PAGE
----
By: Steve Vaughn, vice president of field operations, PrePass Safety Alliance
Professional truck drivers are on the road at all times of the day, in all conditions. They know that the first step in a safe journey is paying complete attention to their surroundings.
Being out there on the road and aware of surroundings also means that truck drivers sometimes witness emergencies first-hand. And more times than not, truck drivers respond — rushing to extinguish car fires, rescuing victims of crashes, helping stranded motorists. These selfless acts are often honored by employer motor carriers, trucking trade associations, and by programs like the Truckload Carriers Associations’ Highway Angel Award, the Goodyear Highway Hero Award and others.
What should truck drivers do when they spot an emergency? Here is advice for fleet managers to share with their drivers. Wise advice from law enforcement officials, who are often the next to arrive on the scene.
Step 1 – Take care of yourself first. Don’t become part of the emergency. If you come across a crash in the road that is blocking lanes, stop the truck 50 to 75 feet back, turn on flashers, and place reflective triangles. This will leave room for emergency vehicles and will protect people that may get out of their vehicles.
If you step out of your cab to check if assistance is needed, be very aware of traffic as you get out of your vehicle. Continue to keep an eye on traffic approaching from the rear. Have an escape route in mind in case someone does something dangerous, and then stand in front of the damaged vehicles for added protection. Always keep an eye on traffic!
If you pull to the side of the road to assist a stranded motorist, leave room for emergency vehicles, tow trucks, and law enforcement. Again, place reflective triangles as required by federal law, put on your flashers, and watch out for traffic.
If there are injuries, don’t move the parties unless you need to remove them from a vehicle fire or other immediate danger. Keep them seated and be reassuring.
Step 2 — Call 911. Local or state law enforcement may have an emergency phone number, but 911 is the first point of contact for most situations.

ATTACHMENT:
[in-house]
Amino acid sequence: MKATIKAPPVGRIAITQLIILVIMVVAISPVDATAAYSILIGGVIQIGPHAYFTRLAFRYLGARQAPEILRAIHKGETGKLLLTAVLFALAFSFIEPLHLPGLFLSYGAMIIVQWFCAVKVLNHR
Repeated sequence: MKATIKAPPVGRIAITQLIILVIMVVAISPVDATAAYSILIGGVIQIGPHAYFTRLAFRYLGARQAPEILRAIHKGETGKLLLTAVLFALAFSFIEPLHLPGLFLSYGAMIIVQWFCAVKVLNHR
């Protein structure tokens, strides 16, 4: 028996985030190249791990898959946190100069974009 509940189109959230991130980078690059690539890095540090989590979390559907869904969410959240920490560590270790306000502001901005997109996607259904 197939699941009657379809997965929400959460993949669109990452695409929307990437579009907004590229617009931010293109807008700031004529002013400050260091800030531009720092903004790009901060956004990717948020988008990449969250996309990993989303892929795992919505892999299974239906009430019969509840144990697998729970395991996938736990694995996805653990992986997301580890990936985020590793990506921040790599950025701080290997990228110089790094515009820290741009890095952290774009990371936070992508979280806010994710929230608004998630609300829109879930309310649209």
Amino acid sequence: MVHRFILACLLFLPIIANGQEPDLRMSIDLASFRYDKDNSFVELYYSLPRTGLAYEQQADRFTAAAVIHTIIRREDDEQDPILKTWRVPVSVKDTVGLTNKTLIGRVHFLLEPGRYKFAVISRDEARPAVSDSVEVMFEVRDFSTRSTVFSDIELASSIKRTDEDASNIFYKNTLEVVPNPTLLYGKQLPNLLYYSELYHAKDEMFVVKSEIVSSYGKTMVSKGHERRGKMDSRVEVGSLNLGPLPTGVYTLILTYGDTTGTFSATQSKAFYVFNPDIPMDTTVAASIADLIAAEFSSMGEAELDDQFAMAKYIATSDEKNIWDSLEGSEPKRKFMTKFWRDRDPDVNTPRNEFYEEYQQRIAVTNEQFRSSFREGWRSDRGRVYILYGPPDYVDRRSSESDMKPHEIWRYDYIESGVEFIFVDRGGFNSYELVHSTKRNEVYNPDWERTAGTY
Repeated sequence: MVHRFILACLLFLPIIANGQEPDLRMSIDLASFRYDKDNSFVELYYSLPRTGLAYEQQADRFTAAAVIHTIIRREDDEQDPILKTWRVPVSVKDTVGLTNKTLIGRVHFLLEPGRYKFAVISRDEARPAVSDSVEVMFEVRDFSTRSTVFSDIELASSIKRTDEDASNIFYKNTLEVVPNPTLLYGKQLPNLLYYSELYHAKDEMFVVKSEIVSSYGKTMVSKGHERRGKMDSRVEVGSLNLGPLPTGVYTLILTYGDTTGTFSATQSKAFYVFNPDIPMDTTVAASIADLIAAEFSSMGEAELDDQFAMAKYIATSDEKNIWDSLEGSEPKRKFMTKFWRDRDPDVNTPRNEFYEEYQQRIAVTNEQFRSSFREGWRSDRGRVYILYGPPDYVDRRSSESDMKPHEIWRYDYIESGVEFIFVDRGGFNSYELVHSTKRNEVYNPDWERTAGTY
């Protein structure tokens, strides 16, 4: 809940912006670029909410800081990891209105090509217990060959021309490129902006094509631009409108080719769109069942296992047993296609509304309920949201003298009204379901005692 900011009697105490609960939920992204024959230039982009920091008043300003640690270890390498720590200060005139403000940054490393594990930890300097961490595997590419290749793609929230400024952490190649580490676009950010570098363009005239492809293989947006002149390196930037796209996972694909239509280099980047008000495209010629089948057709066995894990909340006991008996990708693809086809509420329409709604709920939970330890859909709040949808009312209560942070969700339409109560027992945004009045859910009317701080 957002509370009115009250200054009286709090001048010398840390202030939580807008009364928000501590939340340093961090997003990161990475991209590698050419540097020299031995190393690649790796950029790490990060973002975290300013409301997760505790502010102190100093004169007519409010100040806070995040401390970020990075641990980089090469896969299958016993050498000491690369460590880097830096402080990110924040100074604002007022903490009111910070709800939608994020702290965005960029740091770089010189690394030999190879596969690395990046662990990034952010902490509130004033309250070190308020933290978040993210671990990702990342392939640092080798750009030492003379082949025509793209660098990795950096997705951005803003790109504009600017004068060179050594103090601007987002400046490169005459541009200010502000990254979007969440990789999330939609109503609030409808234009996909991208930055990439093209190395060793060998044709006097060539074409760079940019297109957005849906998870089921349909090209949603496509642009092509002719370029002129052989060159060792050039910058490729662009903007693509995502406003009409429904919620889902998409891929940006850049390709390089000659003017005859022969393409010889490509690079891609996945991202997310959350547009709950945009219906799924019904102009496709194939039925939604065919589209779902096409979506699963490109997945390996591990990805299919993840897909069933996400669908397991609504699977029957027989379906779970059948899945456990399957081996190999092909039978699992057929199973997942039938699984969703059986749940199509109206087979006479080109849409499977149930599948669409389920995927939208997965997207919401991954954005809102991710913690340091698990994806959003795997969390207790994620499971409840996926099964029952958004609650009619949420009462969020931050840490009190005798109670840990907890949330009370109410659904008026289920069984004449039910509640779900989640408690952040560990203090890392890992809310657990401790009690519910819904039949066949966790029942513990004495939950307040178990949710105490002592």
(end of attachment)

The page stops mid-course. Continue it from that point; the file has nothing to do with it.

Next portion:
Depending on the situation, the information a 911 operator and law enforcement need will vary, but it always begins with a good location. The street/highway you are on, as well as direction (for example, northbound), an exit number or the name of the street nearby, a mile marker. If you must continue down the road, make note of the next exit and estimate a distance back to the incident.
If vehicles are involved, you will want a description including make/model, color, and a license plate number if you are in a position to safety record it. If there are people standing around, describe how many and any distinguishable features.
If you witness a crime, a description of the suspect and victim will be critical, in addition to the location. Items to make note of include the number of suspects, weapons present, approximate height and physical build (skinny, obese, etc.), race, clothing description, and any distinguishing marks or gestures, such as tattoos and limps.
If you believe you are witnessing an act of human slavery or prostitution, call Truckers Against Trafficking at 1-888-373-7888.
Step 3 — Call your dispatch. Your company will need to know where you are and why you may be delayed. More urgently, your carrier may have people or resources available to help. When law enforcement arrives, they will want to know whether others are also on the way to assist. Many carriers have deployed in-cab cameras that capture highway incidents. Providing the videos and images from other electronic devices can also help law enforcement and can later assist motor carriers with civil cases, staged crashes, and insurance claims.
Professional truck drivers are often “Knights of the Road.” Help your drivers better respond to emergencies by following this advice from law enforcement.
Steve Vaughn is vice president of field operations at PrePass Safety Alliance, the provider of PrePass weigh station bypass and toll-payment and management services. Vaughn served nearly three decades with the California Highway Patrol and is a past president of the Commercial Vehicle Safety Alliance.
This blog was originally published in the FleetOwner.com IdeaXchange.